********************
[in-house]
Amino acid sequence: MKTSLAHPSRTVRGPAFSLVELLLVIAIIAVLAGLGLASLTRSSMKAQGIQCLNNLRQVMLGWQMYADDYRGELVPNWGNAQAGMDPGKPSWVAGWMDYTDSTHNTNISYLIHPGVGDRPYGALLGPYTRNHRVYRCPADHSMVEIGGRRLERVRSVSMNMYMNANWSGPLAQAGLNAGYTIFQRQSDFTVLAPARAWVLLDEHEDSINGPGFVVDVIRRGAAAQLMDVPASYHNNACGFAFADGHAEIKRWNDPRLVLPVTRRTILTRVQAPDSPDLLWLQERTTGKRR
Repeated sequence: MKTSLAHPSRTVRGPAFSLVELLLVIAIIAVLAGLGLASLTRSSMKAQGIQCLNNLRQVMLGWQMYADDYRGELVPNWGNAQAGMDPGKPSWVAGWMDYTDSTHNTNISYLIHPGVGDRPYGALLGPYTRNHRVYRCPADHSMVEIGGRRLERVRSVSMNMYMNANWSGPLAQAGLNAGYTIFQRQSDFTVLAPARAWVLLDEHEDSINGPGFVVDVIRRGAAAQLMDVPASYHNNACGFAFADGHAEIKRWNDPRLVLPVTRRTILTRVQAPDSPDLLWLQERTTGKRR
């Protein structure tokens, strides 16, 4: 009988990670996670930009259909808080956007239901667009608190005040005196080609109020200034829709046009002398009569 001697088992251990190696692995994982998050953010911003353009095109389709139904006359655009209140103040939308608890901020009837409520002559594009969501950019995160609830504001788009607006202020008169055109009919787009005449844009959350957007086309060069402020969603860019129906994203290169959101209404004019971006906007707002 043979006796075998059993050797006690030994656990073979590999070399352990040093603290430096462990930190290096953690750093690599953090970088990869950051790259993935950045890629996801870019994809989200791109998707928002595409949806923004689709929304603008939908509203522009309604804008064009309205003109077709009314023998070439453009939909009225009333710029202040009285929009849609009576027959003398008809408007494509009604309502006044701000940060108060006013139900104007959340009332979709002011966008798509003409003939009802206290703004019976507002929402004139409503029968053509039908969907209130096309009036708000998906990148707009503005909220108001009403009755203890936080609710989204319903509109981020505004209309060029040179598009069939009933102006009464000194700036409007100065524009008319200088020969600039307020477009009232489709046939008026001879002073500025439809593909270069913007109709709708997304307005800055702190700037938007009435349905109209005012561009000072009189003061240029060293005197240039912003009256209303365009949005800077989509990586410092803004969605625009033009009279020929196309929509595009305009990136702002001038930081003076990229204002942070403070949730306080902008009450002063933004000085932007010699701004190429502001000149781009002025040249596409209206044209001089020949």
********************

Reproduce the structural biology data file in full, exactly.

[in-house]
Amino acid sequence: MKTSLAHPSRTVRGPAFSLVELLLVIAIIAVLAGLGLASLTRSSMKAQGIQCLNNLRQVMLGWQMYADDYRGELVPNWGNAQAGMDPGKPSWVAGWMDYTDSTHNTNISYLIHPGVGDRPYGALLGPYTRNHRVYRCPADHSMVEIGGRRLERVRSVSMNMYMNANWSGPLAQAGLNAGYTIFQRQSDFTVLAPARAWVLLDEHEDSINGPGFVVDVIRRGAAAQLMDVPASYHNNACGFAFADGHAEIKRWNDPRLVLPVTRRTILTRVQAPDSPDLLWLQERTTGKRR
Repeated sequence: MKTSLAHPSRTVRGPAFSLVELLLVIAIIAVLAGLGLASLTRSSMKAQGIQCLNNLRQVMLGWQMYADDYRGELVPNWGNAQAGMDPGKPSWVAGWMDYTDSTHNTNISYLIHPGVGDRPYGALLGPYTRNHRVYRCPADHSMVEIGGRRLERVRSVSMNMYMNANWSGPLAQAGLNAGYTIFQRQSDFTVLAPARAWVLLDEHEDSINGPGFVVDVIRRGAAAQLMDVPASYHNNACGFAFADGHAEIKRWNDPRLVLPVTRRTILTRVQAPDSPDLLWLQERTTGKRR
């Protein structure tokens, strides 16, 4: 009988990670996670930009259909808080956007239901667009608190005040005196080609109020200034829709046009002398009569 001697088992251990190696692995994982998050953010911003353009095109389709139904006359655009209140103040939308608890901020009837409520002559594009969501950019995160609830504001788009607006202020008169055109009919787009005449844009959350957007086309060069402020969603860019129906994203290169959101209404004019971006906007707002 043979006796075998059993050797006690030994656990073979590999070399352990040093603290430096462990930190290096953690750093690599953090970088990869950051790259993935950045890629996801870019994809989200791109998707928002595409949806923004689709929304603008939908509203522009309604804008064009309205003109077709009314023998070439453009939909009225009333710029202040009285929009849609009576027959003398008809408007494509009604309502006044701000940060108060006013139900104007959340009332979709002011966008798509003409003939009802206290703004019976507002929402004139409503029968053509039908969907209130096309009036708000998906990148707009503005909220108001009403009755203890936080609710989204319903509109981020505004209309060029040179598009069939009933102006009464000194700036409007100065524009008319200088020969600039307020477009009232489709046939008026001879002073500025439809593909270069913007109709709708997304307005800055702190700037938007009435349905109209005012561009000072009189003061240029060293005197240039912003009256209303365009949005800077989509990586410092803004969605625009033009009279020929196309929509595009305009990136702002001038930081003076990229204002942070403070949730306080902008009450002063933004000085932007010699701004190429502001000149781009002025040249596409209206044209001089020949």